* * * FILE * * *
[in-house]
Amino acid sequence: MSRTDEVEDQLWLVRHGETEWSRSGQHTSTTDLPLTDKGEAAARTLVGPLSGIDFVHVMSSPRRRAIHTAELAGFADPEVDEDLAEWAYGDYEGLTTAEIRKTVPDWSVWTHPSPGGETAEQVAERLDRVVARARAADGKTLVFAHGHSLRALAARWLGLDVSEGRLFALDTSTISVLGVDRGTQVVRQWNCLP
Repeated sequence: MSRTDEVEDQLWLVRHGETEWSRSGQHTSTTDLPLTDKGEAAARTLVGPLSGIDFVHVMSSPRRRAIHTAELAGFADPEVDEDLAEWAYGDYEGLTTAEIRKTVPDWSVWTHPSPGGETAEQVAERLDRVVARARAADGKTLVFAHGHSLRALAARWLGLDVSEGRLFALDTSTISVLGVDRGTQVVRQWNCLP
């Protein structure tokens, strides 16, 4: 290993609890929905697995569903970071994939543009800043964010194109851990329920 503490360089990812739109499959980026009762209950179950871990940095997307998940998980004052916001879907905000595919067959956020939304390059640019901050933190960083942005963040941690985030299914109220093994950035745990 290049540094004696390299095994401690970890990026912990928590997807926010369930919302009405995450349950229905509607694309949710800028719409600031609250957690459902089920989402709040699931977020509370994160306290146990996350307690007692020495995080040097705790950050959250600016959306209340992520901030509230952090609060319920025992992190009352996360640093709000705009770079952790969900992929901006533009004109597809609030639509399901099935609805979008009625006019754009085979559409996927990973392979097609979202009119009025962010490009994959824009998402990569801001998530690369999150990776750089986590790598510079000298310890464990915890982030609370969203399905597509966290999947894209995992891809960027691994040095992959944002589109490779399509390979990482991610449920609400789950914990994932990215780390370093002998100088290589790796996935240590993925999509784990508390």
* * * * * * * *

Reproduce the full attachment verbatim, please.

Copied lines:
[in-house]
Amino acid sequence: MSRTDEVEDQLWLVRHGETEWSRSGQHTSTTDLPLTDKGEAAARTLVGPLSGIDFVHVMSSPRRRAIHTAELAGFADPEVDEDLAEWAYGDYEGLTTAEIRKTVPDWSVWTHPSPGGETAEQVAERLDRVVARARAADGKTLVFAHGHSLRALAARWLGLDVSEGRLFALDTSTISVLGVDRGTQVVRQWNCLP
Repeated sequence: MSRTDEVEDQLWLVRHGETEWSRSGQHTSTTDLPLTDKGEAAARTLVGPLSGIDFVHVMSSPRRRAIHTAELAGFADPEVDEDLAEWAYGDYEGLTTAEIRKTVPDWSVWTHPSPGGETAEQVAERLDRVVARARAADGKTLVFAHGHSLRALAARWLGLDVSEGRLFALDTSTISVLGVDRGTQVVRQWNCLP
């Protein structure tokens, strides 16, 4: 290993609890929905697995569903970071994939543009800043964010194109851990329920 503490360089990812739109499959980026009762209950179950871990940095997307998940998980004052916001879907905000595919067959956020939304390059640019901050933190960083942005963040941690985030299914109220093994950035745990 290049540094004696390299095994401690970890990026912990928590997807926010369930919302009405995450349950229905509607694309949710800028719409600031609250957690459902089920989402709040699931977020509370994160306290146990996350307690007692020495995080040097705790950050959250600016959306209340992520901030509230952090609060319920025992992190009352996360640093709000705009770079952790969900992929901006533009004109597809609030639509399901099935609805979008009625006019754009085979559409996927990973392979097609979202009119009025962010490009994959824009998402990569801001998530690369999150990776750089986590790598510079000298310890464990915890982030609370969203399905597509966290999947894209995992891809960027691994040095992959944002589109490779399509390979990482991610449920609400789950914990994932990215780390370093002998100088290589790796996935240590993925999509784990508390």